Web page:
About wjjhoge

An expert on nothing with opinions on everything.

A Lonely Dwarf


The Local Void is a vast, empty region of space adjacent to the Local Group, the group of galaxies that included our Milky Way. It’s composed of three separate sectors which are separated by bridges of “wispy filaments” of gas and dust. The exact size of the Local Void is unknown, but it is at least 150 million light-years across—and possibly 3 to 6 times larger still. It’s called a void because it has significantly fewer galaxies than expected from standard cosmology.

The irregular dwarf galaxy in the foreground of the picture is cataloged as KK 246, and it’s one of the few galaxies in the Local Void.

Image Credit: NASA / ESA

Team Kimberlin Post of the Day


Today is the eighth anniversary of my first blog post about Brett Kimberlin. It was called No Thugs Zone.

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Fellow blogger and Maryland resident Stacy McCain has had to move his family out of the state because of threats related to blogging about Brett Kimberlin. He is not the only blogger suffering abuse from Kimberlin.

Mr. Kimberlin was unwise in choosing to pick a fight with the blogosphere. He is likely to find that, while we don’t always agree with one another, we have each other’s backs when the freedom of the Internet is threatened. Mr. Kimberlin and those who have supported him (I’m looking at you, Ms. Streisand) have bitten off more than they can chew. The pushback is just beginning.

UPDATE–The McCain family is having a ton of unforeseen expenses because of their sudden move. I just hit his tip jar. Why don’t you?

UPDATE 2–Expect more, a lot more, about this on Friday.

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I’m not done with him yet.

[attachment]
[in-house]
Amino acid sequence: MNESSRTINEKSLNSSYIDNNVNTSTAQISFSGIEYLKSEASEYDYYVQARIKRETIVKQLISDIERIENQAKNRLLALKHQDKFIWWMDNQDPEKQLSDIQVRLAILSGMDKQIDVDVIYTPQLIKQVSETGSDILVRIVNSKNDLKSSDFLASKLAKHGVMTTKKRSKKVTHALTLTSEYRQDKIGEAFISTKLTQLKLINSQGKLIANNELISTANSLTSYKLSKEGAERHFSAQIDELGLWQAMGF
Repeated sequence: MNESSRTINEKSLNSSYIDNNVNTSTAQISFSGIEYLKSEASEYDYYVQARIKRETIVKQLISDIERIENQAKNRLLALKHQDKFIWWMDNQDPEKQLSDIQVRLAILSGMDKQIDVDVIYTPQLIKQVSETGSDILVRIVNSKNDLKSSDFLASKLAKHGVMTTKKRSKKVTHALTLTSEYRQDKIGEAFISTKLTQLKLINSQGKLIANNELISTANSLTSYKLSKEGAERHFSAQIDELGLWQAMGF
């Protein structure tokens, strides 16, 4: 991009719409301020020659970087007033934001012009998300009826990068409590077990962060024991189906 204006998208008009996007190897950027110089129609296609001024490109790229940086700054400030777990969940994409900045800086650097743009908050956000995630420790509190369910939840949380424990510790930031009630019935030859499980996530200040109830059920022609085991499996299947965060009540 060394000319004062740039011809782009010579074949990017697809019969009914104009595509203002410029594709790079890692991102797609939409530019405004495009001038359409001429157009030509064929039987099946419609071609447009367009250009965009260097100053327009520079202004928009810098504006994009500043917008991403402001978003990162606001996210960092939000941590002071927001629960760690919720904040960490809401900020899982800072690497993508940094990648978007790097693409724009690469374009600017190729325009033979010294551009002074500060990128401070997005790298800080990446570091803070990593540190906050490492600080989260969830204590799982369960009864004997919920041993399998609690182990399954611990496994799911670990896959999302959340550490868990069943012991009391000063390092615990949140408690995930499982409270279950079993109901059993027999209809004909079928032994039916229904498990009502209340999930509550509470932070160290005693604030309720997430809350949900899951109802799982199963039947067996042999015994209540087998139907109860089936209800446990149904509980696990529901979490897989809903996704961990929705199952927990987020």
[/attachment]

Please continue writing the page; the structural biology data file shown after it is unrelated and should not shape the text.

Yeah, It’s 2020


This year has been … um … interesting, and it looks as if the summer and early autumn may bring us more intriguing events.

I’m an amateur radio operator. Many of us provide backup communications support for government agencies and NGOs (like the Red Cross and Salvation Army) during natural disasters. One of the agencies we support is the National Hurricane Center through the Hurricane Watch Net. I received an email yesterday that contained the following:

Long-range forecasts for the 2020 Atlantic Basin hurricane season, which begins on June 1 and extends until November 30, anticipate above-normal activity. The National Hurricane Center (NHC) 2020 outlook calls for a season about 140% more active than average, with four Category 3 to Category 5 hurricanes. The 2019 season saw three major hurricanes (out of six).

“The above-average prediction is largely due to the hot Atlantic and Caribbean waters and lack of a substantial El Niño in the Pacific,” the NHC explained, noting that the combination of a busy hurricane season and the ongoing COVID-19 pandemic could create a nightmare scenario for affected areas. FEMA and local emergency management agencies are already issuing COVID-19 guidelines for hurricane shelters, which include face masks and social distancing.

Given the way 2020 has gone so far, …